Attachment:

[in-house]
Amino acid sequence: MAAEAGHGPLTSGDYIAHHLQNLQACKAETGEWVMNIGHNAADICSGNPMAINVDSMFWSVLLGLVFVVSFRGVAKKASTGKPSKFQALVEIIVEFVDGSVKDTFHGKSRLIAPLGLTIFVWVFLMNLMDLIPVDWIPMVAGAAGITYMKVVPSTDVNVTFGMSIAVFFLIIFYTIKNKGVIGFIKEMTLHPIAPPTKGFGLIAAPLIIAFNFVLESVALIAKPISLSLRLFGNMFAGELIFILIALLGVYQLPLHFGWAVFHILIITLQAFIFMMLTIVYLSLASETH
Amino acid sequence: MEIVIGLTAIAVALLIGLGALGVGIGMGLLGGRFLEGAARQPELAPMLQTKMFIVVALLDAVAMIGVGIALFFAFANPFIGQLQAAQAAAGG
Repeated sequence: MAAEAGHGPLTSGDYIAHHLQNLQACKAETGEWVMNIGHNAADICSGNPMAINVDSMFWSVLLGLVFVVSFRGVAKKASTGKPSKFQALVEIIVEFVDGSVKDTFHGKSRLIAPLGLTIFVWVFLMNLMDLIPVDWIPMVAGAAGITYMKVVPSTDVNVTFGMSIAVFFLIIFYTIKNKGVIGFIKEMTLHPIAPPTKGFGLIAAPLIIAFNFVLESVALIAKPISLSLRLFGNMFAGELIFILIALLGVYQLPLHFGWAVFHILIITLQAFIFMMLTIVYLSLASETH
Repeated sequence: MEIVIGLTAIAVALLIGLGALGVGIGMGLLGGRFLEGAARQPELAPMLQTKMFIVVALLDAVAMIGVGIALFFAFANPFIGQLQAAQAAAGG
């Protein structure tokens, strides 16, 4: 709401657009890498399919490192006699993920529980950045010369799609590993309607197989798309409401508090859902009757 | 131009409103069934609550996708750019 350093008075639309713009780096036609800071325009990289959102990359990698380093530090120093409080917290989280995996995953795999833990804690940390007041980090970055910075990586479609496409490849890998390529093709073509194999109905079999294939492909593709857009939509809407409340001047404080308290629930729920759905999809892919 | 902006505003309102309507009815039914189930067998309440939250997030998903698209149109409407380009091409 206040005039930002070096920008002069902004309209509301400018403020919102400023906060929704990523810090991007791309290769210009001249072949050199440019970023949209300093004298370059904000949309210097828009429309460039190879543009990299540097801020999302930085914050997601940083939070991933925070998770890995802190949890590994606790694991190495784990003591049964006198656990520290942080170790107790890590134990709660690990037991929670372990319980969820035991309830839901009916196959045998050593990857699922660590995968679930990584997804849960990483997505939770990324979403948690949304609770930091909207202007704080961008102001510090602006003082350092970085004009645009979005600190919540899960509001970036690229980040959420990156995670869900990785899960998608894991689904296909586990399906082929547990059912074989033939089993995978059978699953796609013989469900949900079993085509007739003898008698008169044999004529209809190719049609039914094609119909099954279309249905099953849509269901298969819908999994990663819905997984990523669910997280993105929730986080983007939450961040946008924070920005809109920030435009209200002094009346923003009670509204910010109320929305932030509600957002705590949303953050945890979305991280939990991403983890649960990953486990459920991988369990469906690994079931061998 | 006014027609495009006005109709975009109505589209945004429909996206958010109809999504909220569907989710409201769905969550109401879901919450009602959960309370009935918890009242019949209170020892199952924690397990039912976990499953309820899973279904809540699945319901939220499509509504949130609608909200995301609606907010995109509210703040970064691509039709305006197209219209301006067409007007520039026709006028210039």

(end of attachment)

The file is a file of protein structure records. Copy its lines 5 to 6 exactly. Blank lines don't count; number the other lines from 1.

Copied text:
Repeated sequence: MEIVIGLTAIAVALLIGLGALGVGIGMGLLGGRFLEGAARQPELAPMLQTKMFIVVALLDAVAMIGVGIALFFAFANPFIGQLQAAQAAAGG
């Protein structure tokens, strides 16, 4: 709401657009890498399919490192006699993920529980950045010369799609590993309607197989798309409401508090859902009757 | 131009409103069934609550996708750019 350093008075639309713009780096036609800071325009990289959102990359990698380093530090120093409080917290989280995996995953795999833990804690940390007041980090970055910075990586479609496409490849890998390529093709073509194999109905079999294939492909593709857009939509809407409340001047404080308290629930729920759905999809892919 | 902006505003309102309507009815039914189930067998309440939250997030998903698209149109409407380009091409 206040005039930002070096920008002069902004309209509301400018403020919102400023906060929704990523810090991007791309290769210009001249072949050199440019970023949209300093004298370059904000949309210097828009429309460039190879543009990299540097801020999302930085914050997601940083939070991933925070998770890995802190949890590994606790694991190495784990003591049964006198656990520290942080170790107790890590134990709660690990037991929670372990319980969820035991309830839901009916196959045998050593990857699922660590995968679930990584997804849960990483997505939770990324979403948690949304609770930091909207202007704080961008102001510090602006003082350092970085004009645009979005600190919540899960509001970036690229980040959420990156995670869900990785899960998608894991689904296909586990399906082929547990059912074989033939089993995978059978699953796609013989469900949900079993085509007739003898008698008169044999004529209809190719049609039914094609119909099954279309249905099953849509269901298969819908999994990663819905997984990523669910997280993105929730986080983007939450961040946008924070920005809109920030435009209200002094009346923003009670509204910010109320929305932030509600957002705590949303953050945890979305991280939990991403983890649960990953486990459920991988369990469906690994079931061998 | 006014027609495009006005109709975009109505589209945004429909996206958010109809999504909220569907989710409201769905969550109401879901919450009602959960309370009935918890009242019949209170020892199952924690397990039912976990499953309820899973279904809540699945319901939220499509509504949130609608909200995301609606907010995109509210703040970064691509039709305006197209219209301006067409007007520039026709006028210039």